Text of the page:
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Reversing its trend of beating earnings estimates for the past six quarters, JPMorgan Chase & Company came out with a loss in the third quarter. As expected, the banking giant surrendered its strong earnings run to deal with the legal issues against it and reported a loss of 17 cents per share, widely missing the Zacks Consensus Estimate of an earnings of $1.28 and deteriorating from the year-ago earnings of $1.40.

Our proven model predicted that JPMorgan may not have beaten earnings as it did not have the right combination of two key ingredients – the Earnings ESP and Zacks Rank. While it had a Zacks Rank #3 (Hold), the Earnings ESP was negative.  

Massive legal expense has primarily dampened the banking giant’s results in the quarter. But fundamental pressure from a low interest rate and sluggish loan growth were well evaded by the company thanks to solid performance by its client franchises.   

Results for the quarter included $7.2 billion or $1.85 per share after-tax legal expense in Corporate (including reserves for litigation and regulatory proceedings) and a $992 million or 26 cents per share after-tax benefit from reserve releases. Excluding these items, JPMorgan would have earned $5.8 billion, or $1.42 per share, surpassing of the Zacks Consensus Estimate.  
 
Substantially higher-than-expected non-interest expenses and reduced revenues more than offset the benefit from provision. However, the company witnessed remarkable transactions and gained market share during the quarter. Broad-based strength across products helped Equity Markets revenue grow 20%. Also, improvement in Consumer deposits and Credit Card sales volumes continued.  

Most noticeably, though the Corporate & Investment Bank segment earned 21% lower than the prior quarter, it maintained its #1 rank in Global Investment Banking fees. It also ranked #1 in global debt, equity and syndicated loans. All the other segments also showed decent improvement but for Corporate/Private Equity which reported a significant loss.
    
Quarter in Detail

Managed net revenue of $23.9 billion in the quarter was down 8% from the year-ago quarter. The figure also compared unfavorably with the Zacks Consensus Estimate of $24.2 billion.

Managed non-interest revenue decreased 12% from the year-ago quarter to $12.9 billion. Also, net interest income fell 2% year over year to $11.0 billion, primarily reflecting the impact of lower loan yields due to competitive pressure and replacement of higher yielding loans with lower yielding loans. Non-interest expense was $23.6 billion, up 54% from the year-ago quarter. Higher litigation reserves were primarily responsible for this rise.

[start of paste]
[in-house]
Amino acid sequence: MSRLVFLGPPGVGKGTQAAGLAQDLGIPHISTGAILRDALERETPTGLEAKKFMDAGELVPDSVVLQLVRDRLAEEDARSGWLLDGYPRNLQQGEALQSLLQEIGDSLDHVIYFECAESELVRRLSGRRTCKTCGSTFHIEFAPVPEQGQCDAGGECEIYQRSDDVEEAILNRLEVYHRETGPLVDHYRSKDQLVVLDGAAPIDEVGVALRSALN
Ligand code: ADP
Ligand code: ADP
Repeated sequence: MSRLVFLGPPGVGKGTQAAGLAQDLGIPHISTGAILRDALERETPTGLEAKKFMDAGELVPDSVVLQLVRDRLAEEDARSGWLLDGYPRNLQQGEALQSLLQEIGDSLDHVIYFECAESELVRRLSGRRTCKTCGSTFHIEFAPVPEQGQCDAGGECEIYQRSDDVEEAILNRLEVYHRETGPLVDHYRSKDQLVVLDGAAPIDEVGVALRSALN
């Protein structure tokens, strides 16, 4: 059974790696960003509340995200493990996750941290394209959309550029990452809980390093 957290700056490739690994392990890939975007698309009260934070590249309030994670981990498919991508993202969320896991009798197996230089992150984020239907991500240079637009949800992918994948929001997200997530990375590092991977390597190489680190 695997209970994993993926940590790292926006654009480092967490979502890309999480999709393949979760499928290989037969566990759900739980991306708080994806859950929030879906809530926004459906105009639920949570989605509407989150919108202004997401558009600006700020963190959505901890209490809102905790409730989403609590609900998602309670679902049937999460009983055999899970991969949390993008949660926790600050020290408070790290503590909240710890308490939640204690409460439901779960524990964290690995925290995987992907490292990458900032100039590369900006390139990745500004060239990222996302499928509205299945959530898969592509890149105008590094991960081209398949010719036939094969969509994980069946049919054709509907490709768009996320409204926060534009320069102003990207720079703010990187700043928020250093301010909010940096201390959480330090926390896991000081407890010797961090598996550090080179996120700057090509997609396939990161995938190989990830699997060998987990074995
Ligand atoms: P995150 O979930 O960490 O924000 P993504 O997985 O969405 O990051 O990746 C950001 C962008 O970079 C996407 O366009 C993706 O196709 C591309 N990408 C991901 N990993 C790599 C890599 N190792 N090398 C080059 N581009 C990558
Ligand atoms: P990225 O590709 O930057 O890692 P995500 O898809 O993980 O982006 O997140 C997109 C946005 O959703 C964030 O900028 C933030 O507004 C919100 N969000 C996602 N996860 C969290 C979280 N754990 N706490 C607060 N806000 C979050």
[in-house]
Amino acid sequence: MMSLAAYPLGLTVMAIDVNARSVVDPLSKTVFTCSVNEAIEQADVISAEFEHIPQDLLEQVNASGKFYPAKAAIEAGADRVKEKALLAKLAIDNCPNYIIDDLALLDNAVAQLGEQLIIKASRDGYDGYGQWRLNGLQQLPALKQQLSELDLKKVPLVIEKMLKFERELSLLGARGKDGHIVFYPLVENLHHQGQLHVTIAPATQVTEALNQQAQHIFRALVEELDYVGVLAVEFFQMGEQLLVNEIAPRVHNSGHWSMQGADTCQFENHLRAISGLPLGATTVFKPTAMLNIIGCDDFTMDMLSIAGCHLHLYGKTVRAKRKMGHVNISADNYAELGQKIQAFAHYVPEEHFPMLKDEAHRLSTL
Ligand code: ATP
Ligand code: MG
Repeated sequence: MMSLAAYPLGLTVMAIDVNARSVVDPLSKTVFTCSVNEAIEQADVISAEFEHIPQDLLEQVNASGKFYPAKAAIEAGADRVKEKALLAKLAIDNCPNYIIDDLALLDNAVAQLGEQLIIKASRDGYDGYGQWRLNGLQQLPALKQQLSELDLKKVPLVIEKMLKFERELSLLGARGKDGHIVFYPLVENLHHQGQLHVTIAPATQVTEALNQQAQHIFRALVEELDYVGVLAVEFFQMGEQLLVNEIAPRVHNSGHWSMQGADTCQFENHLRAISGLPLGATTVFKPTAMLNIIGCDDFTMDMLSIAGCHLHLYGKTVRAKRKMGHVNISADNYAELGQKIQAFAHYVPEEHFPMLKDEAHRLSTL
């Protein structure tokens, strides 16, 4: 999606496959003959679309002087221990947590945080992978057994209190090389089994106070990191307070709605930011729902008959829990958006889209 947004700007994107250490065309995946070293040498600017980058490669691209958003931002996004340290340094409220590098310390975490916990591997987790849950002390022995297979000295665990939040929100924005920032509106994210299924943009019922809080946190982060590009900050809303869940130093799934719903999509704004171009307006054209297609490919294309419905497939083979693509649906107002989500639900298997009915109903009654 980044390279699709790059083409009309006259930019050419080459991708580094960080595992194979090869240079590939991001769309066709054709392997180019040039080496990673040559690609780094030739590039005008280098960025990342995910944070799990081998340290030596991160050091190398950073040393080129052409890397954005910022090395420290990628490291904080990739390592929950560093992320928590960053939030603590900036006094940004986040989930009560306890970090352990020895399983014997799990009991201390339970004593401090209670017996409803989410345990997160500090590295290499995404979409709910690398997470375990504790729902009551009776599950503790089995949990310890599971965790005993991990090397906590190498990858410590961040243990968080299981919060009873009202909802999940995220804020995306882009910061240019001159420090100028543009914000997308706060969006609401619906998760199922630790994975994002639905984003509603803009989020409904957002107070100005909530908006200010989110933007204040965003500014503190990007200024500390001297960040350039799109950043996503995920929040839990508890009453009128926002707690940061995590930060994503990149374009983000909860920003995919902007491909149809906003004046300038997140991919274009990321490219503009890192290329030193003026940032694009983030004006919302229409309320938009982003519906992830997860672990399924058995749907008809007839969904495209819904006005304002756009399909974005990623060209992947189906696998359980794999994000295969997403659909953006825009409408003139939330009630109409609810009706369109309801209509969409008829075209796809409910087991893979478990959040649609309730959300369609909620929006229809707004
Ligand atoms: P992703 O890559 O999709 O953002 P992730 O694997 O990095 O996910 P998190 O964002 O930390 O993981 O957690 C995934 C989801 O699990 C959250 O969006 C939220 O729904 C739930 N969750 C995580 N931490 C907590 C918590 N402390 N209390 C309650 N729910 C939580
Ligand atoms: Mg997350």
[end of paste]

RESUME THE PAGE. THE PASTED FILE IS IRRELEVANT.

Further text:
The company recorded a benefit of $543 million from managed provision for credit losses, compared with a loss of $1.8 billion in the year-ago quarter. Total consumer provision for credit losses was a benefit of $273 million versus an expense of $1.9 billion in the year-ago quarter. This reflects improved delinquency trends and lower estimated losses in the mortgage and credit card portfolios.

Credit Quality

JPMorgan’s credit quality improved during the quarter. As of Sep 30, 2013, nonperforming assets were $10.2 billion, down 18% from $12.5 billion a year ago. Consumer net charge-offs decreased 54% year over year to $1.3 billion. As a result, the consumer net charge-off rate improved to 1.47% from 3.10% a year ago.

Capital Position

JPMorgan maintained a strong capital position with Basel I Tier 1 common ratio of 10.5% as of Sep 30, 2013. The estimated Basel III Tier 1 common ratio was 9.3% as of the same date.

Book value per common share was $52.01 as of Sep 30, 2013 compared with $52.48 as of Jun 30, 2013 and $50.17 as of Sep 30, 2012. Tangible book value per common share came in at $39.51 as of Sep 30, 2013 compared with $39.97 as of Jun 30, 2013 and $37.53 as of Sep 30, 2012.

The company resubmitted its capital plan to the Federal Reserve during the quarter and expects to receive feedback by the year end. The capital plan was required to address the weakness recognized in the bank’s planning process.  

In Our View

The banking behemoth is working hard to offset the imminent pressure from the settlement of criminal and civil charges over allegations involving bad mortgages. However, in the near term, the potentially huge settlement would certainly weaken its footing in the industry.

Pressure on interest margin and the impacts of a stringent regulatory environment might also mar its results to some extent going forward. However, rapidly improving retail and investment banking performances, and continued improvement in credit trends are expected to support the bottom line.

Moreover, trading revenue has been showing strength due to the popularity of financial instruments that are not interest rate sensitive. Persistent low interest rate environment will continue to enhance trading activities, which should strongly support the top line going forward.

Among the banking big shots, JPMorgan, with exposure in almost all banking businesses, has kicked off the third quarter earnings with Wells Fargo & Company . Therefore, the release is going to be a significant indicator of performance by the key banking sector. However, JPMorgan’s damage due to huge legal expense is not a signal for most of the industry players.  
 
Among other Wall Street big shots, Citigroup, Inc. is scheduled to release its third quarter results on Oct 15 and Bank of America Corp. will report on Oct 16.

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